The Inverted Kingdom

Michael Spencer, talking about many examples of small, unglamorous ministries to the poor:

One day, they will be a big thing. On that day when Jesus comes to reveal his Kingdom, there won’t be any way to miss these ministries and the people who keep them going. He’ll make sure of that.

The one for whom there was no room in the inn, the one from forgotten Nazareth, the one with the unwed mother, the one whose infant skin was covered with straw and rags in a stable, the one who had no place to lay his head, the one who was the poor, the cold, the naked and the imprisoned. He will remember those ministries. I assure you.

You might consider dropping in on one of those ministries sometime. They do have one thing many big churches don’t have.

Or, to be more precise, they do have someone many big churches don’t have. And he’s not generated on a big screen or via special effects.

He’s the one I hope we’re all looking for. He’s not so hard to find, even if, in this world, he’s no big thing. Just think like Jesus, and you’ll find the way.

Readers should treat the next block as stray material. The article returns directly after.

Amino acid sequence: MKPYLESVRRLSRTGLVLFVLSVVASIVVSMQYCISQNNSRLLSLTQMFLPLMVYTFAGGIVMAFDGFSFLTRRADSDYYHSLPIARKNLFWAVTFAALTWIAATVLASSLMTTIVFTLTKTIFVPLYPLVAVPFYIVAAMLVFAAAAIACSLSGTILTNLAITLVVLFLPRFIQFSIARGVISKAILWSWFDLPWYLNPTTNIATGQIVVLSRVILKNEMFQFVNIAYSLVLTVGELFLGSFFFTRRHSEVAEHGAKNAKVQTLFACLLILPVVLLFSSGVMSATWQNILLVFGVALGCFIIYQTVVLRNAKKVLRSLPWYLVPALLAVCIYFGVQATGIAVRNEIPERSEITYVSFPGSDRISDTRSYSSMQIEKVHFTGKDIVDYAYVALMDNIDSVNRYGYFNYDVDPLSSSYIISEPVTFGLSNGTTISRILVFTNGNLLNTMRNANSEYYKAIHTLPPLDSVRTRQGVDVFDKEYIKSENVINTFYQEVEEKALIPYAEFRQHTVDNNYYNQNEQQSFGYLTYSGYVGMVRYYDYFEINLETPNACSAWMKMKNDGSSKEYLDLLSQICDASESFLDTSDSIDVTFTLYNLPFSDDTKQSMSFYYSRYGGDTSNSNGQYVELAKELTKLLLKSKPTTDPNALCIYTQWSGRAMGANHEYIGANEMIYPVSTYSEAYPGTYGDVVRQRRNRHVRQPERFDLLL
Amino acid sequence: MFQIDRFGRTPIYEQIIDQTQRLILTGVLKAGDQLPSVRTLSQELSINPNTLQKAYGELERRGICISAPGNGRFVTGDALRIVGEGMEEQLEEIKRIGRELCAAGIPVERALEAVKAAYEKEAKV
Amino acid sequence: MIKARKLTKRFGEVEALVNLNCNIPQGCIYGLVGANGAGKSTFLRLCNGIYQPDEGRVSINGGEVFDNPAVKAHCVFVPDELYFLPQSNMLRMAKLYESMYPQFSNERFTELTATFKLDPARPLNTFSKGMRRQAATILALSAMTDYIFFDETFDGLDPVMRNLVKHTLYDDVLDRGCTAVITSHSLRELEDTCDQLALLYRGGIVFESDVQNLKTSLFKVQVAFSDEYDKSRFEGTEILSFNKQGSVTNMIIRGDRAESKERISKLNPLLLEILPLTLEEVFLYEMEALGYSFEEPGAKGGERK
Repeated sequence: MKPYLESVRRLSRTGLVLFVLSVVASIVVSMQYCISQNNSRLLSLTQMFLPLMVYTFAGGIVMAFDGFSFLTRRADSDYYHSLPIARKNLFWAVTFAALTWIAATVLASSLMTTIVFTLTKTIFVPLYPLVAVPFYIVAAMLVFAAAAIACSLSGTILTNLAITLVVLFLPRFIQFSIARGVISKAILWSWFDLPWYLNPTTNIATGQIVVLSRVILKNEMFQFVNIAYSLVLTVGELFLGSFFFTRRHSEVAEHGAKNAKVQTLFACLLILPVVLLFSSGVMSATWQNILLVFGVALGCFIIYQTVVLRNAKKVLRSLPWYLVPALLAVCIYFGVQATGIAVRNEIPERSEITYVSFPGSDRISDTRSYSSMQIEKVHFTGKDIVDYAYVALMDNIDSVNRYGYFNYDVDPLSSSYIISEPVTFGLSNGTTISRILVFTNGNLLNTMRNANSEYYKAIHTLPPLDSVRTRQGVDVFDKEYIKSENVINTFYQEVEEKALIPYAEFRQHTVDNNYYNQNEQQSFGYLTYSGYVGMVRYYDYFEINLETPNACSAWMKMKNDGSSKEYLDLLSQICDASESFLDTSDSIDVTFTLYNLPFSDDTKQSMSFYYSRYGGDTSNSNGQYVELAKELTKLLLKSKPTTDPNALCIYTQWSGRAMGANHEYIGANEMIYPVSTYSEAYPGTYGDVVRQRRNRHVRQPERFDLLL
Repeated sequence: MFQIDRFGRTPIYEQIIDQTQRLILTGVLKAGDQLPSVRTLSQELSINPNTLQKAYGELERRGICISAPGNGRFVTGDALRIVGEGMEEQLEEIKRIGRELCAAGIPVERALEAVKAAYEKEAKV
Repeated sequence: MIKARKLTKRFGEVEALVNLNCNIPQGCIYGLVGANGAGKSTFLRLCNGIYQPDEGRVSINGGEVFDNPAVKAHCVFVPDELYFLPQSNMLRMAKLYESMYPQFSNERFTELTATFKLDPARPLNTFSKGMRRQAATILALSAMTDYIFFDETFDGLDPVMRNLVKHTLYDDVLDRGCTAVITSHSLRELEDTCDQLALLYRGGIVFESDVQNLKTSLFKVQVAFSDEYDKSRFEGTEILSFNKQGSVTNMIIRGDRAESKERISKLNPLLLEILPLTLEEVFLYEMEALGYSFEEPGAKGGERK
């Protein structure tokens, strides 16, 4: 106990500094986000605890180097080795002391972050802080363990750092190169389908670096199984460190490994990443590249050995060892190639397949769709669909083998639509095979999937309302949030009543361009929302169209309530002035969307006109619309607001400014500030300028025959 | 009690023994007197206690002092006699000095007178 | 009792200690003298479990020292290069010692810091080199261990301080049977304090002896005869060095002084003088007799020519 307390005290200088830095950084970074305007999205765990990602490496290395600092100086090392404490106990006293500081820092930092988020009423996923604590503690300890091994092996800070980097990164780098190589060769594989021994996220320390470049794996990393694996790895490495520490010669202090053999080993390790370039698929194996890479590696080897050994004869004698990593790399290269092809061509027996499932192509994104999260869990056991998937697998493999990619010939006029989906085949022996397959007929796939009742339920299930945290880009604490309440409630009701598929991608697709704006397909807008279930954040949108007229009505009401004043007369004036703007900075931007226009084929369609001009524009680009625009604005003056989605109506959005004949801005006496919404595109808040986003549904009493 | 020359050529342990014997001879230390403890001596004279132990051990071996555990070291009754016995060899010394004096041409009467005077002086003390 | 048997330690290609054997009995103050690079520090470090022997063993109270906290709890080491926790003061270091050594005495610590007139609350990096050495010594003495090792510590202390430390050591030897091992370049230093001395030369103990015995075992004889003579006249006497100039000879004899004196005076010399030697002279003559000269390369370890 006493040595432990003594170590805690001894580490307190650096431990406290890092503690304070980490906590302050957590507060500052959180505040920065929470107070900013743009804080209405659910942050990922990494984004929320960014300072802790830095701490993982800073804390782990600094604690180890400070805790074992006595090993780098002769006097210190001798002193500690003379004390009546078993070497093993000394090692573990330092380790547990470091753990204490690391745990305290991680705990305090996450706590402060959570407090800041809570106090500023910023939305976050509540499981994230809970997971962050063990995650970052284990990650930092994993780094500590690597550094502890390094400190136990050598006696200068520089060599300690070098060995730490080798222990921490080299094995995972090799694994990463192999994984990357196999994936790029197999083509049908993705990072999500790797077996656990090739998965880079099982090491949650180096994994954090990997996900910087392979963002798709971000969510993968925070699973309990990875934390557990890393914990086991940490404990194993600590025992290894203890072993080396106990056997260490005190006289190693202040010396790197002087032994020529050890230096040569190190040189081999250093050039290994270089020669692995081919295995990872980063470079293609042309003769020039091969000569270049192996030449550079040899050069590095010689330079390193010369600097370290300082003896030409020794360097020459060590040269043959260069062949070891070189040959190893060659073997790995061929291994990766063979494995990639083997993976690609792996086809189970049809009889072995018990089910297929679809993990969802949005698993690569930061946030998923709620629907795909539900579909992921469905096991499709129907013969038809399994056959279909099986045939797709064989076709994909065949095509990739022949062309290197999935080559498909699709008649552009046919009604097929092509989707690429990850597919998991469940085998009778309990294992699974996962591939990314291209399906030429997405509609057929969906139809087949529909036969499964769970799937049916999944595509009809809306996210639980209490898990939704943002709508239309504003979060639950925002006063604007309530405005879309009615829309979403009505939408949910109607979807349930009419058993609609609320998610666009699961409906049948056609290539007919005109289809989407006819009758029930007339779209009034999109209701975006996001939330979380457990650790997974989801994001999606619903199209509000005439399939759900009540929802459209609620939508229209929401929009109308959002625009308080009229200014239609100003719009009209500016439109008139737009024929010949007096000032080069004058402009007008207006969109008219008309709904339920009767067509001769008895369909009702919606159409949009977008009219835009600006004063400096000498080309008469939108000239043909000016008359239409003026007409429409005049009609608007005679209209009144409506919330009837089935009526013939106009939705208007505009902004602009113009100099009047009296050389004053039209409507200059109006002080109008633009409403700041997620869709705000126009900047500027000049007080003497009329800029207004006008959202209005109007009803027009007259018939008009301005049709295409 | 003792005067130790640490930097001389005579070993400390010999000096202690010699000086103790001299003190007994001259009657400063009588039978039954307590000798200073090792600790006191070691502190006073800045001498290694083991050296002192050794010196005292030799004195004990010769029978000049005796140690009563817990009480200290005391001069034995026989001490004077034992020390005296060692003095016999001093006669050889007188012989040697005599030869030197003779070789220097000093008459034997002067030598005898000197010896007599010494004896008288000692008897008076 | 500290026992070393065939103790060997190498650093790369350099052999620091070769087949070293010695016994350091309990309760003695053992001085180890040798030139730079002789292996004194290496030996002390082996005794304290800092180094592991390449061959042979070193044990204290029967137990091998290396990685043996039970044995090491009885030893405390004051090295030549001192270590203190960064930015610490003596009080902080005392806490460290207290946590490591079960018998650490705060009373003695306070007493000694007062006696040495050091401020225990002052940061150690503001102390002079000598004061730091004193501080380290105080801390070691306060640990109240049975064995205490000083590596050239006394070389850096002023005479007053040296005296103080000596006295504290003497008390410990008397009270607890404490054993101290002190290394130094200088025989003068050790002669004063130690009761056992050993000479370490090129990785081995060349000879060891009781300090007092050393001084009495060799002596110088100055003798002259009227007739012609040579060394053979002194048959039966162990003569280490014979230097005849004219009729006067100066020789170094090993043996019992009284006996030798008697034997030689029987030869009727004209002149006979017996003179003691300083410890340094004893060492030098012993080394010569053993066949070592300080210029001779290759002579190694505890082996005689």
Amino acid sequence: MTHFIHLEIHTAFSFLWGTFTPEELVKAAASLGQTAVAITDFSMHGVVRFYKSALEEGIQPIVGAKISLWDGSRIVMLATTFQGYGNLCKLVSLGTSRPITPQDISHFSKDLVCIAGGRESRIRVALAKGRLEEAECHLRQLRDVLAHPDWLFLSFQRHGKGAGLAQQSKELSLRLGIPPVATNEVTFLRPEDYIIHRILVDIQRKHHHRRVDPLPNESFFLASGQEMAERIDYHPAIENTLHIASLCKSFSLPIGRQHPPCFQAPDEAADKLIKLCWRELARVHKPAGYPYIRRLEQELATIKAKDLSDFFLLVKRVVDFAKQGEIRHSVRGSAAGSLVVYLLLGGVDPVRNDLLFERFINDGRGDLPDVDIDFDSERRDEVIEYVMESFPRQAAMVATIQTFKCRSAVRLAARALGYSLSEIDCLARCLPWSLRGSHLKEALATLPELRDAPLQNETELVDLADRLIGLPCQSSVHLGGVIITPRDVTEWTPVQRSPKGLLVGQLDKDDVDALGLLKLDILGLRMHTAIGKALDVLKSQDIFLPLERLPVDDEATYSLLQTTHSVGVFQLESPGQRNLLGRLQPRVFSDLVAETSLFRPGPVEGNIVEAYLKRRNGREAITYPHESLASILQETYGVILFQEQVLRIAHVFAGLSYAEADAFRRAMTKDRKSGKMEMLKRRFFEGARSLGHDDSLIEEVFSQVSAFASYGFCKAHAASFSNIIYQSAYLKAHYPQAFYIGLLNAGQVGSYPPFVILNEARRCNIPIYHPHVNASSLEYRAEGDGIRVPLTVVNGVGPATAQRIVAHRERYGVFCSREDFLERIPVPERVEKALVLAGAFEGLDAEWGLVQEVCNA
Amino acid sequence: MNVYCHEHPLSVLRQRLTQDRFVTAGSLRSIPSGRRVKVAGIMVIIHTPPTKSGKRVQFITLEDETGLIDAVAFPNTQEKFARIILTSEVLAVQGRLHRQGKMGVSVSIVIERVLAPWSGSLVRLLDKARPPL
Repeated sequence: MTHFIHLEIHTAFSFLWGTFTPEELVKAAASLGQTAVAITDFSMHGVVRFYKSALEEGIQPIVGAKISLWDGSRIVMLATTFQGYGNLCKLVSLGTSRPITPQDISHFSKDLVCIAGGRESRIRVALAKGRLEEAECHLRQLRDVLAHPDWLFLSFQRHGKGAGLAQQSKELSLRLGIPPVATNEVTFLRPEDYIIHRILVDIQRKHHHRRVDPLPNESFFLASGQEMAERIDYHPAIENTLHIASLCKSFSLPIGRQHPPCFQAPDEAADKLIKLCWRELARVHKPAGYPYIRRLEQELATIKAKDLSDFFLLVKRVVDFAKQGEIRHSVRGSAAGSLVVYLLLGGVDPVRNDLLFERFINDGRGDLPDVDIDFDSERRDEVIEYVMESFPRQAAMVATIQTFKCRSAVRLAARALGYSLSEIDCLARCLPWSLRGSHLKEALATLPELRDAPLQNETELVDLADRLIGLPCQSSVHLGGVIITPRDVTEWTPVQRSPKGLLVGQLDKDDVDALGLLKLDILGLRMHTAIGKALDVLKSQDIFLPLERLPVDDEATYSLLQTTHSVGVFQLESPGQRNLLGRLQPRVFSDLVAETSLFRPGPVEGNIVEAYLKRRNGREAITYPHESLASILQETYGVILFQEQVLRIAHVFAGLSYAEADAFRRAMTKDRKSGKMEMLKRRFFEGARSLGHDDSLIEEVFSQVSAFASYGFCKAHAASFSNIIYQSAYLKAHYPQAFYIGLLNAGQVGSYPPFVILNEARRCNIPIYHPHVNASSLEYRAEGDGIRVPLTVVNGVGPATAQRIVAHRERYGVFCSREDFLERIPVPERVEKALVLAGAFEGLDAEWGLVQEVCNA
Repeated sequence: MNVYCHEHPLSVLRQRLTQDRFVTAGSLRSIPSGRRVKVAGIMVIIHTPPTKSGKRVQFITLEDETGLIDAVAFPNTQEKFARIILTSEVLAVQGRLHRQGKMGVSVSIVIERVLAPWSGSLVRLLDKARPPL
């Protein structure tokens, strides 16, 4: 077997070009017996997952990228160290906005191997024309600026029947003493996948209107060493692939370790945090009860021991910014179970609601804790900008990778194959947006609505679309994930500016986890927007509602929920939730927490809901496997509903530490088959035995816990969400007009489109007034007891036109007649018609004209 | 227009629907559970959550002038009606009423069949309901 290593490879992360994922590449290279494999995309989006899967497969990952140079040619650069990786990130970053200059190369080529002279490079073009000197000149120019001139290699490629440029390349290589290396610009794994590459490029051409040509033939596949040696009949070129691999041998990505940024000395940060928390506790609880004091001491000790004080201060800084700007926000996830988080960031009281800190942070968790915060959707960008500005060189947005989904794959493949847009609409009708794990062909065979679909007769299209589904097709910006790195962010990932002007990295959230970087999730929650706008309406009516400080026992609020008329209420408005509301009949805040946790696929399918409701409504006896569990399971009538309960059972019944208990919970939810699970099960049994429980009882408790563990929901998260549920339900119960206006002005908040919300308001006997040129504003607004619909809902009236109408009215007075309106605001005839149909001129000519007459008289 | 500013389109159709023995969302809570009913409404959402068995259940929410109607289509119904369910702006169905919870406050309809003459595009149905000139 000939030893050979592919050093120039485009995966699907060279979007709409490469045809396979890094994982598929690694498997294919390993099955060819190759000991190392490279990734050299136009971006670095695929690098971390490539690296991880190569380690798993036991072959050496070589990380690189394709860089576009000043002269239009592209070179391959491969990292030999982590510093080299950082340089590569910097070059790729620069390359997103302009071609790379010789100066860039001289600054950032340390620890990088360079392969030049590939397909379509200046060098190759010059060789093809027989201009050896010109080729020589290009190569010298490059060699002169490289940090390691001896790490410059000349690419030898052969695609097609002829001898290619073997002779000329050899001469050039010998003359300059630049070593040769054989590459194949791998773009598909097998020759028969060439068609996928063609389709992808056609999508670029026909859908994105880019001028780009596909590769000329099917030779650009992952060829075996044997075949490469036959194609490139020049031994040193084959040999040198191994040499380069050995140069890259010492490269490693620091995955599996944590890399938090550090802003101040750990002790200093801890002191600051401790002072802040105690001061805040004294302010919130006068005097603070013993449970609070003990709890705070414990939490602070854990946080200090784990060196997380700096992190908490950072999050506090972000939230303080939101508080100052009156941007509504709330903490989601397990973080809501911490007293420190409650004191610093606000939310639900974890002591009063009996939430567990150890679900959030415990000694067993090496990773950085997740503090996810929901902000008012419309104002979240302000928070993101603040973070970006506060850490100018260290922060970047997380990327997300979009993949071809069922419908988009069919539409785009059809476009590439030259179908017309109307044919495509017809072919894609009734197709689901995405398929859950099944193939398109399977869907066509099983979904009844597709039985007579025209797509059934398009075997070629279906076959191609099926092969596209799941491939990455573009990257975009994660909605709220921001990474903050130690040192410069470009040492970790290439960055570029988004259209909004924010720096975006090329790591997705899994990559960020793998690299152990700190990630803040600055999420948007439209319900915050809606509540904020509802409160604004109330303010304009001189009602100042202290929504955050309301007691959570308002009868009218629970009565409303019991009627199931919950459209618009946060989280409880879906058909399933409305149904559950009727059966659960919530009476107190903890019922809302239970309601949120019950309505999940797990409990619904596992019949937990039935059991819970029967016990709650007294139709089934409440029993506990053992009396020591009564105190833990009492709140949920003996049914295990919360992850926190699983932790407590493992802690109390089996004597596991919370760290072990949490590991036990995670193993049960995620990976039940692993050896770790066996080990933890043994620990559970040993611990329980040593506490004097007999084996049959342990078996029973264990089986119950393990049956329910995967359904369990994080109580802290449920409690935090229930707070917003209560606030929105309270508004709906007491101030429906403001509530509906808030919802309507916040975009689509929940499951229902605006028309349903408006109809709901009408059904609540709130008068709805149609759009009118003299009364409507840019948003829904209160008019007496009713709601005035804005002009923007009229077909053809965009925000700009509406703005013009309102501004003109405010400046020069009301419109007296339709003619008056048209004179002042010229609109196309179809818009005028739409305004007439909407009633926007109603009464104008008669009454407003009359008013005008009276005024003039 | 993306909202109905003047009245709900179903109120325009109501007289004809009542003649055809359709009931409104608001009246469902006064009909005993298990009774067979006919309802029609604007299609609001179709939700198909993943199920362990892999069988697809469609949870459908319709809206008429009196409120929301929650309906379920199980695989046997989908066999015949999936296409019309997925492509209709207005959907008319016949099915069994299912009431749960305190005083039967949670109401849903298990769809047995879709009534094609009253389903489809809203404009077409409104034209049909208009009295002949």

I can think of no better way to participate in the season of Advent than to reflect on the truth contained in these words and then act on them. Of course, Jesus said exactly as much when he stated “I tell you the truth, whatever you did for one of the least of these brothers of mine, you did for me.” But sometimes it takes someone smacking me upside the head with a big stick of truth to really make it clear.

I need to make some changes in my life. I need to help my family make those changes as well. I need to help my church make those changes. This is not an issue of our eternal destination (although depending on one’s reading of Matthew 25, it might be). This is an issue of letting the love of Christ flow through me to a group of people he has a special concern for: the poor.

The incarnate Christ laid in a manger, helpless, homeless, and poor, in order to create a people who would live out the Jubilee lifestyle that God desired his people to live all along. But instead of being a Jubilee people, content with what we have and filled with compassion for the poor and the lost, we have become just another cog in the consumerist machine which has overtaken the world.

Unfortunately, too often I’ve chosen consumerism’s way. But it’s a dead end. I want Jesus’ way.

Help me, Lord!

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